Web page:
MILWAUKEE – It is now more affordable for Americans to test themselves for COVID-19 at home. On January 15, the federal government began requiring insurance companies to cover the cost of home testing.
If you have private insurance or a group health plan, you can get coverage for up to eight tests per person per month. A family of four can cover up to 32 tests per month.
“It’s a good tool if you have symptoms or if you’re exposed to someone. To have it on hand,” said Marwa Bakr of Infinity Pharmacy in Milwaukee.
On Wednesday, cars were lined up for COVID-19 testing at Infinity Pharmacy’s drive-thru. The pharmacy received many calls asking if they had home tests in stock. When Contact 6 visited on Wednesday, the pharmacy had no inventory but was awaiting another delivery.
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The government is pushing insurers to set up networks of preferred pharmacies and retailers, so consumers can get their tests covered in advance, instead of keeping the receipt and submitting a claim later.
“The key is whether you’re going to get reimbursed after the fact or whether you’re going to get it covered over the counter at the pharmacy,” said Sarah Smith, director of public affairs for the Office of the Insurance Commission (OCI).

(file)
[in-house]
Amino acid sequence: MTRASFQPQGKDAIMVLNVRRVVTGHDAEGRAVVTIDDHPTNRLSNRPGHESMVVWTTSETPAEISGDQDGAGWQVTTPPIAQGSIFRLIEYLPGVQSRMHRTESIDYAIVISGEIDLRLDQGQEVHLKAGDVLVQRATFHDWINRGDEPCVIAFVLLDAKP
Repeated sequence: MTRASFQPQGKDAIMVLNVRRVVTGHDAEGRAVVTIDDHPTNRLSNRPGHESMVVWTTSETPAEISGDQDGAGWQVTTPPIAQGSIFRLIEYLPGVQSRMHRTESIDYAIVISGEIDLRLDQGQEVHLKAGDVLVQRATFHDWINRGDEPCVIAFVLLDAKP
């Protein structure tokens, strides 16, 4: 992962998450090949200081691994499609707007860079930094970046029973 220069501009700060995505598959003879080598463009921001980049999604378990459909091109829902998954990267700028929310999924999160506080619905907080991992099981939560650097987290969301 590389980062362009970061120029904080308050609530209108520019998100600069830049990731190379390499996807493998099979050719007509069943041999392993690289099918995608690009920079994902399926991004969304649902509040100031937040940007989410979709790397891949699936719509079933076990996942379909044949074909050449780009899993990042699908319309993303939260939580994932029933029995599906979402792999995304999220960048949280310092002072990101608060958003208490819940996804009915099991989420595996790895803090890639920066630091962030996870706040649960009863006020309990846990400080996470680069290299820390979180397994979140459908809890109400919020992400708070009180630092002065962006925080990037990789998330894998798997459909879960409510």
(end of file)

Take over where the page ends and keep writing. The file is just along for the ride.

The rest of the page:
So how does obtaining insurance coverage work in practice?
Contact 6 reporter Jenna Sachs visited her insurer’s website and found her favorite retailer. Then she went to the store’s pharmacy on Wednesday to find out if the process would go smoothly.
Sachs found a handful of boxes left on a shelf and took them to the pharmacy counter, where she was told she was the “first person” to ask for coverage. Twenty minutes later, Sachs was approved for full coverage and left the store with four tests worth about $40 and an invoice showing she owed $0. Overall the process went well.
“Each swab can be reimbursed up to $12, that’s the requirement,” Smith said.
For consumers who cannot visit a pharmacy or preferred retailer, insurers post reimbursement forms on their websites. But while insurance coverage is one thing, access to home testing is another.
“They go very fast,” Bakr said. “Once I get my shipment, it doesn’t last a few hours and then it’s gone.”
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Contact 6 has hit stores again in search of at-home testing. Sachs visited four Milwaukee retailers and found tests on the shelves at each location, albeit sometimes in limited supply. Store employees told him that inventory remained tight.
Bakr says Infinity Pharmacy doesn’t shy away from calls to find out if it has at-home testing in stock. When the tests arrive, she says her staff are ready to handle insurance claims.
“I have a few clients who called me and said, ‘I checked with insurance and you’re in the network,'” Bakr said.
If an at-home test costs more than $12, the consumer may have to pay the difference, depending on their insurance plan. Tests purchased before January 15, 2022 are not eligible for reimbursement.